Single Sinks

One sink basin installed in a vanity is the most common option, offering functionality for most baths. Oversized single sinks are a smart choice for master baths, allowing two people to comfortably use the sink together.

Double Sinks

Double sinks feature two same-sized sink basins installed side by side on the vanity top. Couples love the convenience of double sinks for getting ready together. But double sinks can look too busy in small baths and are usually not needed in powder rooms.

Double Equal Sinks

Double equal sinks have two same-sized basins like traditional doubles but with a divide between them. The gap provides added counter space for toiletries that would otherwise clutter the sink area. But the divide makes cleaning between sinks tricky.

Double Offset Sinks

Double offset sinks still have two full-sized basins but with one sink pushed further back on the vanity top. This configuration maximizes counter space and allows easier cleaning between sinks. However, the asymmetry may not appeal aesthetically to some.

Double Tiered Sinks

Double tiered sinks feature one standard sink basin with a second smaller sink above it on the backsplash. This unique take on double sinks maximizes sink space while conserving overall vanity footprint. But access to the second higher sink can be awkward.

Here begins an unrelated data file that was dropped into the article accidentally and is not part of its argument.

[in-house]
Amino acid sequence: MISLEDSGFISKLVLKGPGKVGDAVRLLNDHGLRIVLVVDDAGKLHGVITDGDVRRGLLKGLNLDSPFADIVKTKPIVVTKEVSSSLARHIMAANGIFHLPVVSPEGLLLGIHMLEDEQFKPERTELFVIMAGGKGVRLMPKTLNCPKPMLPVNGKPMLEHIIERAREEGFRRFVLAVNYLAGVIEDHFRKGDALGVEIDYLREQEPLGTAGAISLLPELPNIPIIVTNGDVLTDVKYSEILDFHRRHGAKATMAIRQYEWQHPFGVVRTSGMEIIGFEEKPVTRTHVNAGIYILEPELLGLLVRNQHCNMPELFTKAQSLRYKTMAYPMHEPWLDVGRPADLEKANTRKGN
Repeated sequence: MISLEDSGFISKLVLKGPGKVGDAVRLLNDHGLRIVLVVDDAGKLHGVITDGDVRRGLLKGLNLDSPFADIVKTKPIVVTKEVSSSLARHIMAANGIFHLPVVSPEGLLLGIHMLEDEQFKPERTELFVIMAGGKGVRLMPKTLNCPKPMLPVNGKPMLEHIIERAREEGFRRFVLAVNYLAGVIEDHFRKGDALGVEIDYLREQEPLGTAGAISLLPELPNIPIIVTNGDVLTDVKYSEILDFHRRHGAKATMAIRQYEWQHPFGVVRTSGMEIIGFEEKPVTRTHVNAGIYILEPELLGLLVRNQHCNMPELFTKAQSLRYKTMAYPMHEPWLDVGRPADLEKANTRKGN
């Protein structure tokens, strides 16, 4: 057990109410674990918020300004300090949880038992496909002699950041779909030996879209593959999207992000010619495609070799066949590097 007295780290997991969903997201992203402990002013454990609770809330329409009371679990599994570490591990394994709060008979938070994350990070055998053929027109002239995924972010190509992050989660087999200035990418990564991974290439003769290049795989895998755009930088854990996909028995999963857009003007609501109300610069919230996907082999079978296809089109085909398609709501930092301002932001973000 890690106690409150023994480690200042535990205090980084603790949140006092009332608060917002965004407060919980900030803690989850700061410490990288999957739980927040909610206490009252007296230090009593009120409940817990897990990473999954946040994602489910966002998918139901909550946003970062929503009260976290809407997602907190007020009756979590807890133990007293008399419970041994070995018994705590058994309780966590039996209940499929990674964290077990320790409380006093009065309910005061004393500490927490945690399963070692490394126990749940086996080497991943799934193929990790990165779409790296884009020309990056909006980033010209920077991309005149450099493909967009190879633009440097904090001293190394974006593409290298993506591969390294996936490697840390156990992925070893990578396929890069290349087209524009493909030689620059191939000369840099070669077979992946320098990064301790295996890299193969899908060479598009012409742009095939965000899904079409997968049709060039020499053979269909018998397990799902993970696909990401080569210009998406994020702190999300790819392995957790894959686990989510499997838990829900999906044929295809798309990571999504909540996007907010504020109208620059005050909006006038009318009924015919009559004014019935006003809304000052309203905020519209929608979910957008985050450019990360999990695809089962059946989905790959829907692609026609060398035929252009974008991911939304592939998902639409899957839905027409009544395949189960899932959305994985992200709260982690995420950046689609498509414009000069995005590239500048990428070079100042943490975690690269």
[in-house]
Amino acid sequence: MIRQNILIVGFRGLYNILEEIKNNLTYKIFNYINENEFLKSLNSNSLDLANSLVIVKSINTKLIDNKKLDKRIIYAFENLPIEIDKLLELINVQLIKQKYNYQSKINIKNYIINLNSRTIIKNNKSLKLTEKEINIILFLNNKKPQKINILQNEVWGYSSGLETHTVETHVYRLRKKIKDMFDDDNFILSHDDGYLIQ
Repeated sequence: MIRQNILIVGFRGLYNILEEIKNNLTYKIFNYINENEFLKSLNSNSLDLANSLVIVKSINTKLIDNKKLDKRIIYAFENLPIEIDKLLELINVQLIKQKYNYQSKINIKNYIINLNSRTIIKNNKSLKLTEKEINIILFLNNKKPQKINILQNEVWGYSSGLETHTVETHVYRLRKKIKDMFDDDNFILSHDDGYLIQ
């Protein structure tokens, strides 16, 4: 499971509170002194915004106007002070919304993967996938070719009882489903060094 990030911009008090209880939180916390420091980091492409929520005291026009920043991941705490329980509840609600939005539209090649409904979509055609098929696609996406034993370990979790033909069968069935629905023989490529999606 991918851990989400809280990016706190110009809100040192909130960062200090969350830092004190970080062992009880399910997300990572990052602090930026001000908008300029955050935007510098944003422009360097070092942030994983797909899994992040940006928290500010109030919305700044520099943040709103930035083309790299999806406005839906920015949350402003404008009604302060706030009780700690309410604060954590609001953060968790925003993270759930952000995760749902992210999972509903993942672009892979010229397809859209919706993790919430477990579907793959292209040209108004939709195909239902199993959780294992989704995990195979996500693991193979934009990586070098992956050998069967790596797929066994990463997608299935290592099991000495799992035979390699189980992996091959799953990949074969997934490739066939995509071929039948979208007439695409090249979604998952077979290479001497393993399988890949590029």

Bathroom Sink Sizes

Bathroom sink basins come in a range of standard sizes:

  • Small sinks = 14 inches wide or less
  • Standard sinks = 15 to 22 inches wide
  • Oversized sinks = Greater than 22 inches wide

Vessel sinks also commonly range from 12 to 16 inches in diameter. Consider the existing vanity size or space for a new vanity when choosing sink size. Measure how much clearance you need around the sink for toiletries and hand washing. Oversized rectangular sinks are a smart choice for double vanities, allowing two people to use the sink together comfortably.

Key Bathroom Sink Features

Beyond the primary sink considerations above, look for these helpful extra features when selecting a new bathroom sink:

Overflow Hole

The overflow hole near the top of a sink prevents flooding if you accidentally leave the faucet running. Overflow holes come standard on most drop-in and undermount sinks. But vessel, pedestal, and wall-mount sinks often lack an overflow.

Integrated Backsplash

An angled high-rise backsplash molded as part of the sink basin contains splashes. This is a useful feature for busy family baths. Porcelain, ceramic, and solid surface sinks often include backsplash options.

Soap Dispenser Hole

Having a dedicated hole to add a soap dispenser is handy for keeping the sink area decluttered. This feature is typically found on porcelain and ceramic sink models.